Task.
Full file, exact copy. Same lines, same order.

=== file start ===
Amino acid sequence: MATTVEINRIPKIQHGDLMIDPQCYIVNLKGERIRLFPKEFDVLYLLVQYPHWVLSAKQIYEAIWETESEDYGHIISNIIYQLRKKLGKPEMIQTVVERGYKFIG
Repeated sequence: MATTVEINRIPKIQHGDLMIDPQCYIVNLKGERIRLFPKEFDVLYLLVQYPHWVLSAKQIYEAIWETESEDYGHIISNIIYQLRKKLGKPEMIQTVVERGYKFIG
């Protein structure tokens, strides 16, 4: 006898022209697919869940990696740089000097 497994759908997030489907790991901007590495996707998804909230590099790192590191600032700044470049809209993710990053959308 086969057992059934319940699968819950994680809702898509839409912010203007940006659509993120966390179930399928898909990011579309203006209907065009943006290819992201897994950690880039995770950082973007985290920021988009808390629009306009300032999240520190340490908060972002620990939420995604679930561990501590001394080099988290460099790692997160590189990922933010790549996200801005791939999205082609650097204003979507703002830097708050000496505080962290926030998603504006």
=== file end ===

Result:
Amino acid sequence: MATTVEINRIPKIQHGDLMIDPQCYIVNLKGERIRLFPKEFDVLYLLVQYPHWVLSAKQIYEAIWETESEDYGHIISNIIYQLRKKLGKPEMIQTVVERGYKFIG
Repeated sequence: MATTVEINRIPKIQHGDLMIDPQCYIVNLKGERIRLFPKEFDVLYLLVQYPHWVLSAKQIYEAIWETESEDYGHIISNIIYQLRKKLGKPEMIQTVVERGYKFIG
């Protein structure tokens, strides 16, 4: 006898022209697919869940990696740089000097 497994759908997030489907790991901007590495996707998804909230590099790192590191600032700044470049809209993710990053959308 086969057992059934319940699968819950994680809702898509839409912010203007940006659509993120966390179930399928898909990011579309203006209907065009943006290819992201897994950690880039995770950082973007985290920021988009808390629009306009300032999240520190340490908060972002620990939420995604679930561990501590001394080099988290460099790692997160590189990922933010790549996200801005791939999205082609650097204003979507703002830097708050000496505080962290926030998603504006």